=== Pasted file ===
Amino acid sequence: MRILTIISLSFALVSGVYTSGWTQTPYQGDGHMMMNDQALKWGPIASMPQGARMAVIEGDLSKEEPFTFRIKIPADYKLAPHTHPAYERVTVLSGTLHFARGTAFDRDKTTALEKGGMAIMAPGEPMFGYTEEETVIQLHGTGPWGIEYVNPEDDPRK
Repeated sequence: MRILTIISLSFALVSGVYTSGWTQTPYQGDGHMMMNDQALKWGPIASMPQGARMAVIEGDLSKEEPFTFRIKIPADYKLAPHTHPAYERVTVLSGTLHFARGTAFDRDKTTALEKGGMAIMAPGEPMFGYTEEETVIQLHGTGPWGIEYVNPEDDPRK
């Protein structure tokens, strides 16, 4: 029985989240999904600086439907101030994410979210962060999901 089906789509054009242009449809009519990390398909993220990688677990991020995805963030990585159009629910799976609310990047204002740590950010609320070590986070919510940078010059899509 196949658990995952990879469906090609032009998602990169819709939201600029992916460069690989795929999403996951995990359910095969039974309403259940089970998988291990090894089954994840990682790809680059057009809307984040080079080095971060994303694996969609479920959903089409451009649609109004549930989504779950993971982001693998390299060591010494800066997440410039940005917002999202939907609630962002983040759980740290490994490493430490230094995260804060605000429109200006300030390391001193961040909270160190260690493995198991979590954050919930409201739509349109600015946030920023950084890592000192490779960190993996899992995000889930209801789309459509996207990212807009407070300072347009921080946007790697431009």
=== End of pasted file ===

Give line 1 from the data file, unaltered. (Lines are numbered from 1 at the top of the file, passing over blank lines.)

Amino acid sequence: MRILTIISLSFALVSGVYTSGWTQTPYQGDGHMMMNDQALKWGPIASMPQGARMAVIEGDLSKEEPFTFRIKIPADYKLAPHTHPAYERVTVLSGTLHFARGTAFDRDKTTALEKGGMAIMAPGEPMFGYTEEETVIQLHGTGPWGIEYVNPEDDPRK